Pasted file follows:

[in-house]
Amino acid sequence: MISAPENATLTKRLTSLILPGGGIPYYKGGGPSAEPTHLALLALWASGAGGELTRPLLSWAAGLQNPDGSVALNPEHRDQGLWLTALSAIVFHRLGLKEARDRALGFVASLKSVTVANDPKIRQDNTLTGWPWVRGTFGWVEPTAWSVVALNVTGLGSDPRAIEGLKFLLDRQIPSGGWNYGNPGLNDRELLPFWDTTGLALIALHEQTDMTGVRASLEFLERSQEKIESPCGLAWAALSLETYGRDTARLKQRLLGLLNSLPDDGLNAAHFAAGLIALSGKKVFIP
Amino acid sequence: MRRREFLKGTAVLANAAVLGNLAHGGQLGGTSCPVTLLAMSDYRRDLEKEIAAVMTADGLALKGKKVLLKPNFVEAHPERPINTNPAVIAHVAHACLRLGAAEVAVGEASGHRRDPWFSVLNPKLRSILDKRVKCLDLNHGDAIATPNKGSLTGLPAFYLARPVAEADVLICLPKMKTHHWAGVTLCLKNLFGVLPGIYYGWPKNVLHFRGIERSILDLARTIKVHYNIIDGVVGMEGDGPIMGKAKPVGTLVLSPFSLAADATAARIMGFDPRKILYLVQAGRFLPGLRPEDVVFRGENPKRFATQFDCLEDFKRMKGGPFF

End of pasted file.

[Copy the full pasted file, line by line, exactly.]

[in-house]
Amino acid sequence: MISAPENATLTKRLTSLILPGGGIPYYKGGGPSAEPTHLALLALWASGAGGELTRPLLSWAAGLQNPDGSVALNPEHRDQGLWLTALSAIVFHRLGLKEARDRALGFVASLKSVTVANDPKIRQDNTLTGWPWVRGTFGWVEPTAWSVVALNVTGLGSDPRAIEGLKFLLDRQIPSGGWNYGNPGLNDRELLPFWDTTGLALIALHEQTDMTGVRASLEFLERSQEKIESPCGLAWAALSLETYGRDTARLKQRLLGLLNSLPDDGLNAAHFAAGLIALSGKKVFIP
Amino acid sequence: MRRREFLKGTAVLANAAVLGNLAHGGQLGGTSCPVTLLAMSDYRRDLEKEIAAVMTADGLALKGKKVLLKPNFVEAHPERPINTNPAVIAHVAHACLRLGAAEVAVGEASGHRRDPWFSVLNPKLRSILDKRVKCLDLNHGDAIATPNKGSLTGLPAFYLARPVAEADVLICLPKMKTHHWAGVTLCLKNLFGVLPGIYYGWPKNVLHFRGIERSILDLARTIKVHYNIIDGVVGMEGDGPIMGKAKPVGTLVLSPFSLAADATAARIMGFDPRKILYLVQAGRFLPGLRPEDVVFRGENPKRFATQFDCLEDFKRMKGGPFF